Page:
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You Can’t Take It With You

You know that phrase, “You can’t take it with you”? No matter how much money you have or don’t have, there comes a time when it won’t make any difference. When you die. Of course, then whatever financial rewards you’ve accrued in your lifetime will matter to your loved ones. Hopefully, you will have made arrangements in your will to have your financial estate duly managed and passed to your loved ones. You do have a will, right?

That might sound like a dumb question but you’d be surprised at the number of intelligent people who didn’t get around to making a will before they died: Abraham Lincoln, Pablo Picasso, Howard Hughes, Jimi Hendrix, Bob Marley, Prince, and Aretha Franklin to name a few. The consequences of their oversight were that their estates were turned over to the courts resulting in long legal arguments and the government getting more of the share than was probably ever intended by the deceased. Sadly, when there’s no will, the loved ones may miss out adding to their burden of grief.

The strange thing is that nearly 80% of people asked say making a will and other end-of-life plans is a great idea yet only about 20% actually get around to doing it. So, which camp are you in? You don’t need to wait until you’re on your last legs to make a will. In fact, that’s not a good idea at all as you want to be in a sound frame of mind when you sit down to get your affairs in order. Whether you’re young or old, in the prime of health or ill, now is the time to begin.

If your affairs are fairly simple, you can download or purchase a will creation kit and do it yourself as long as you get it properly signed and make sure it complies with the laws of your province, state, or country. Personally, I recommend using a lawyer or a financial planner. These professionals know the ins and outs of tax law and other areas which may benefit you in excess of the fees you will pay to them. Think of it as an investment in your loved ones. After all, you want your hard-earned assets to go to them, right?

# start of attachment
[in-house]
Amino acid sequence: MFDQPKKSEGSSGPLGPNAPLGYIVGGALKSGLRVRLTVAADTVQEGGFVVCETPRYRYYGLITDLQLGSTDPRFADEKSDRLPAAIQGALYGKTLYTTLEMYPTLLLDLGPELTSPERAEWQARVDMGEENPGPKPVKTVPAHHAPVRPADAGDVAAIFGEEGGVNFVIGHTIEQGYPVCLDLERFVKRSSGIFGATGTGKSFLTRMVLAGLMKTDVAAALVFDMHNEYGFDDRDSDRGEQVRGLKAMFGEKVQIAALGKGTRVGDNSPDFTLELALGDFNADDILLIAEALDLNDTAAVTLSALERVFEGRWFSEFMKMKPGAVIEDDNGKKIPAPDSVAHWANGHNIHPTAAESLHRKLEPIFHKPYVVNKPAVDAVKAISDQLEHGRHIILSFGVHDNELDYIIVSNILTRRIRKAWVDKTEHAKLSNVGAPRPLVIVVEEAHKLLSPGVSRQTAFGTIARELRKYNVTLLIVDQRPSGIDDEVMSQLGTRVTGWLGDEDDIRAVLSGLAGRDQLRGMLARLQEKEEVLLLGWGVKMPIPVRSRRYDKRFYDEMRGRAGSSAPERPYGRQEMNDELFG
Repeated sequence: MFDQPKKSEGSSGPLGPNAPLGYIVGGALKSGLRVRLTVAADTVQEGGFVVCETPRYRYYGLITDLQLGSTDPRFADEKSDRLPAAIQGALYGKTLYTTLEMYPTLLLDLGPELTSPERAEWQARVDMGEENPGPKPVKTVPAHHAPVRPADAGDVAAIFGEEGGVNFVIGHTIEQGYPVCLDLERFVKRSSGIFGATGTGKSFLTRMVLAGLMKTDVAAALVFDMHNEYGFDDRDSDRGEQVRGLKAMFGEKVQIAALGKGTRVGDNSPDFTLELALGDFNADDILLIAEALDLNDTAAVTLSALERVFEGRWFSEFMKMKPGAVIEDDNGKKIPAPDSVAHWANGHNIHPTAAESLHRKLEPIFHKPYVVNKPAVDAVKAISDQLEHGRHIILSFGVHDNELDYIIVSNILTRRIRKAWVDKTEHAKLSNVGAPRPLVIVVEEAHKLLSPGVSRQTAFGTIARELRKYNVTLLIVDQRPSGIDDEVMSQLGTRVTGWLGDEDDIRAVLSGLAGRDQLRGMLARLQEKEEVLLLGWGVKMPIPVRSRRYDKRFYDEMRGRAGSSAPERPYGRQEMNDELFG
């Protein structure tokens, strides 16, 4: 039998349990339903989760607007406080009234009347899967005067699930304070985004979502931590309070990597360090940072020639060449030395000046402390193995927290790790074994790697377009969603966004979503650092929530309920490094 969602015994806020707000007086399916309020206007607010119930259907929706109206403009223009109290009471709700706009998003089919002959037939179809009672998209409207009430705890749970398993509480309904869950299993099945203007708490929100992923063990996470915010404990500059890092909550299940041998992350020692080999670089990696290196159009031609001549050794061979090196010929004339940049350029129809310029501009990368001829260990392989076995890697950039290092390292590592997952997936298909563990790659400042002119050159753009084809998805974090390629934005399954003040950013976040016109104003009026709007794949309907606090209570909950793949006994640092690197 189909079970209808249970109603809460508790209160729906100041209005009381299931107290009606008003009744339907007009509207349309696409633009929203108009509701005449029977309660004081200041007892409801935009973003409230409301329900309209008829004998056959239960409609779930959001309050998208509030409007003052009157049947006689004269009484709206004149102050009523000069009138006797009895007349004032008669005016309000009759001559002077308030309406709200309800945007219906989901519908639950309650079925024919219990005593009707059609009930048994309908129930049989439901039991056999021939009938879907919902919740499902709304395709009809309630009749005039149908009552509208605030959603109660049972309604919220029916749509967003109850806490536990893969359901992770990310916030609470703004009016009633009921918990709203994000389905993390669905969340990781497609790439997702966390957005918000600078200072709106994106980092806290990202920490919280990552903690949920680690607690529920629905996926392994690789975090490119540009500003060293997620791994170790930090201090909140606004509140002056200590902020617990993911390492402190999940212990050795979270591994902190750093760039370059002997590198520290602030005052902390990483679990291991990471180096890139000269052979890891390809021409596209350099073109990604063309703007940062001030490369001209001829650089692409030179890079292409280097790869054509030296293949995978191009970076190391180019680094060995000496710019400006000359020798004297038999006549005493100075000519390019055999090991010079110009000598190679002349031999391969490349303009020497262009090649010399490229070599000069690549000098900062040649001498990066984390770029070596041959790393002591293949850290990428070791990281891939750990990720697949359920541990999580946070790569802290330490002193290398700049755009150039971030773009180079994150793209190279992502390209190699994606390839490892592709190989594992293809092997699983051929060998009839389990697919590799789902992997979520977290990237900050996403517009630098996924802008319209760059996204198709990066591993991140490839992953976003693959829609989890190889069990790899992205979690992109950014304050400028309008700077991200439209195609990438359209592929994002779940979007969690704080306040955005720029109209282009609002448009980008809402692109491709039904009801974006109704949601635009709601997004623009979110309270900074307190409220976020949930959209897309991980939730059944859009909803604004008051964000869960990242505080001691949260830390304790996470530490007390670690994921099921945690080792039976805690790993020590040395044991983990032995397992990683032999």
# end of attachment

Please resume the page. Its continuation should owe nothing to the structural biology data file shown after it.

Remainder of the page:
You’ll need to gather the relevant information: bank account details, investments, trusts, insurance policies and any other financial particulars. And don’t forget any little pots of cash you’ve squirrelled away in your sock drawer or at the back of your bookshelf. And don’t overlook the fact that you will need to choose an executor to manage your will after you’ve passed away.

How do you choose an executor? Firstly, it should be someone you trust. For many, that might be your lawyer or accountant. The other advantage that has is that they are usually more objective than a family member might be and not emotionally involved. Choosing a family member might be more appropriate but keep in mind that presiding over the management of a will can be time-consuming and emotional. It’s important to talk with the person first to make sure they are up to the task. Don’t just drop this responsibility on them at the last minute. Remember that a family member will be grieving over your loss too. Talk it over and answer their questions. Someone close to you may have the advantage of knowing where you keep things and having a better insight into your wishes than a stranger. And finally, remember that you can appoint alternate executors in case your first choice is unable to carry out the job.

One more thing regarding your finances. What happens if you end up in the hospital and can’t manage your finances? That’s where your power-of-attorney comes in. That’s a person you designate to manage your finances on your behalf when you are not able. Their power only comes into being when you’re incapacitated and unable to attend to your legal and financial matters. It ends when you revoke the power-of-attorney (in writing) or when you pass away. However, there are different kinds of powers-of-attorney so it’s advisable to consult a lawyer or end-of-life planning adviser to find out what’s the best option for you.

You may not be able to take your money with you but you can make arrangements for its dispersal in your will. Think of a will as a gift to your loved ones. Don’t wait. Make a commitment to get it done this month.

Creating a will and your powers-of-attorney are just one aspect of comprehensive end-of-life planning. To learn more about how you can create your end-of-life plan, contact me using the information below.

Michael Williams is an accredited Before I Go Solutions® end-of-life planning facilitator and educator. He lives in Hamilton, Ontario Canada and can be reached at michaelwilliams@beforeigosolutions.com or by visiting www.beforeigosolutions.com.

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